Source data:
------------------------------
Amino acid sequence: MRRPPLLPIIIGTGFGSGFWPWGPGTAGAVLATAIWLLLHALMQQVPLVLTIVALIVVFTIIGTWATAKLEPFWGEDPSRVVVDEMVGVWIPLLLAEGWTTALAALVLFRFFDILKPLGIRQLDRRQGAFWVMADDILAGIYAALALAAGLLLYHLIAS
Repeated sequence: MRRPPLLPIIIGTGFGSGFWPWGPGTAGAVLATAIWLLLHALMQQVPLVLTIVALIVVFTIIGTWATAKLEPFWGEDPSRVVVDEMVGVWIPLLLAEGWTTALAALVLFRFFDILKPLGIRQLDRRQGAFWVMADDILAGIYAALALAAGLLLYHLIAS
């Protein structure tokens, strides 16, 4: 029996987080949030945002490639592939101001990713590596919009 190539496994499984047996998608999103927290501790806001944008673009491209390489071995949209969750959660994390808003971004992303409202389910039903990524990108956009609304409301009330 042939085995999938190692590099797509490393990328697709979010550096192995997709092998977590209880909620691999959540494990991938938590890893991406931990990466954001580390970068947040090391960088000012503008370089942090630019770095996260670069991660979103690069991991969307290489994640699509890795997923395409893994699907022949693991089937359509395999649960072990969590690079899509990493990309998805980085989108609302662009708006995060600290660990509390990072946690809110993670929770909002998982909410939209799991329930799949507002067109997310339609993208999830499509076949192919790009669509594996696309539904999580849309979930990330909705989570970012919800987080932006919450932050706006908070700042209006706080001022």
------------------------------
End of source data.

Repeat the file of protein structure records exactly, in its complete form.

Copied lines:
Amino acid sequence: MRRPPLLPIIIGTGFGSGFWPWGPGTAGAVLATAIWLLLHALMQQVPLVLTIVALIVVFTIIGTWATAKLEPFWGEDPSRVVVDEMVGVWIPLLLAEGWTTALAALVLFRFFDILKPLGIRQLDRRQGAFWVMADDILAGIYAALALAAGLLLYHLIAS
Repeated sequence: MRRPPLLPIIIGTGFGSGFWPWGPGTAGAVLATAIWLLLHALMQQVPLVLTIVALIVVFTIIGTWATAKLEPFWGEDPSRVVVDEMVGVWIPLLLAEGWTTALAALVLFRFFDILKPLGIRQLDRRQGAFWVMADDILAGIYAALALAAGLLLYHLIAS
């Protein structure tokens, strides 16, 4: 029996987080949030945002490639592939101001990713590596919009 190539496994499984047996998608999103927290501790806001944008673009491209390489071995949209969750959660994390808003971004992303409202389910039903990524990108956009609304409301009330 042939085995999938190692590099797509490393990328697709979010550096192995997709092998977590209880909620691999959540494990991938938590890893991406931990990466954001580390970068947040090391960088000012503008370089942090630019770095996260670069991660979103690069991991969307290489994640699509890795997923395409893994699907022949693991089937359509395999649960072990969590690079899509990493990309998805980085989108609302662009708006995060600290660990509390990072946690809110993670929770909002998982909410939209799991329930799949507002067109997310339609993208999830499509076949192919790009669509594996696309539904999580849309979930990330909705989570970012919800987080932006919450932050706006908070700042209006706080001022």